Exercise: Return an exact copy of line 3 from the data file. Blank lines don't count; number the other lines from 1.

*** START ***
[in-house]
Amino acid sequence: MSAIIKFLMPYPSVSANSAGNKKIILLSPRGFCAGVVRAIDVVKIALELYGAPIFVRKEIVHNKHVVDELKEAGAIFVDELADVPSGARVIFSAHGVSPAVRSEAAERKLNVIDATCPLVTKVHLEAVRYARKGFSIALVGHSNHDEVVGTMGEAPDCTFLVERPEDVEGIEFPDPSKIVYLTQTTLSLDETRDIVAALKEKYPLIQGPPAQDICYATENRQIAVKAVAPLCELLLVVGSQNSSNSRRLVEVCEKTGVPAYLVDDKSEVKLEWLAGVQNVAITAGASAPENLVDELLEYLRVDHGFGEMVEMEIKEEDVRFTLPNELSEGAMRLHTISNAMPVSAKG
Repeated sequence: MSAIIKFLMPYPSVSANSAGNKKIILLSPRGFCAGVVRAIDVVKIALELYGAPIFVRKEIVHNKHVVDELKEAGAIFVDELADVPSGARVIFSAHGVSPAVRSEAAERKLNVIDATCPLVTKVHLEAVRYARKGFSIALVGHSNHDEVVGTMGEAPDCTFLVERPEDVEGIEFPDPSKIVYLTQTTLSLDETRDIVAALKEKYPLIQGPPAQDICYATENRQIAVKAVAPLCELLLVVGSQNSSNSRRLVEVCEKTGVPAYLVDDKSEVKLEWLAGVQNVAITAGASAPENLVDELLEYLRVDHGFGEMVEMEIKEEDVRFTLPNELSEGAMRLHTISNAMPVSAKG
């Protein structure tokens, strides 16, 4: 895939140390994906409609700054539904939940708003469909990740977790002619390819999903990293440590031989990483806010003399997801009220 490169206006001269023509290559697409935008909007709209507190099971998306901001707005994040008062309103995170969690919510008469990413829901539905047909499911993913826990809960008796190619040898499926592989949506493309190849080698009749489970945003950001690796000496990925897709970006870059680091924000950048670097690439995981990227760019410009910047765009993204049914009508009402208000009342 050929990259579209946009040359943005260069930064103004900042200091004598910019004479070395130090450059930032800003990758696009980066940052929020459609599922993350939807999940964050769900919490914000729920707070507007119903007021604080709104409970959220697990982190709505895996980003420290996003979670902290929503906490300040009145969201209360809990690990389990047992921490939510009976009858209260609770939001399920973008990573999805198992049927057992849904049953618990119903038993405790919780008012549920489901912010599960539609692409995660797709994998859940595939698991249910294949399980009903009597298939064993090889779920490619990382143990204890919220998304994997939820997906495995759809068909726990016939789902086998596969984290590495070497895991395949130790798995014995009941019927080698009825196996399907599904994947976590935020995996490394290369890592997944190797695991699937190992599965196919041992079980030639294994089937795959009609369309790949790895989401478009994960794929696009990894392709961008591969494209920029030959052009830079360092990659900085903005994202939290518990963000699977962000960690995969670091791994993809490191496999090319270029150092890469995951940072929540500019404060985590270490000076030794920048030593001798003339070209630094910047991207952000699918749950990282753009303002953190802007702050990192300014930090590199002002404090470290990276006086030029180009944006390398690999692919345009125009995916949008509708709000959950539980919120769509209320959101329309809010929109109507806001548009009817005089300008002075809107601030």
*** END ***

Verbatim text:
Repeated sequence: MSAIIKFLMPYPSVSANSAGNKKIILLSPRGFCAGVVRAIDVVKIALELYGAPIFVRKEIVHNKHVVDELKEAGAIFVDELADVPSGARVIFSAHGVSPAVRSEAAERKLNVIDATCPLVTKVHLEAVRYARKGFSIALVGHSNHDEVVGTMGEAPDCTFLVERPEDVEGIEFPDPSKIVYLTQTTLSLDETRDIVAALKEKYPLIQGPPAQDICYATENRQIAVKAVAPLCELLLVVGSQNSSNSRRLVEVCEKTGVPAYLVDDKSEVKLEWLAGVQNVAITAGASAPENLVDELLEYLRVDHGFGEMVEMEIKEEDVRFTLPNELSEGAMRLHTISNAMPVSAKG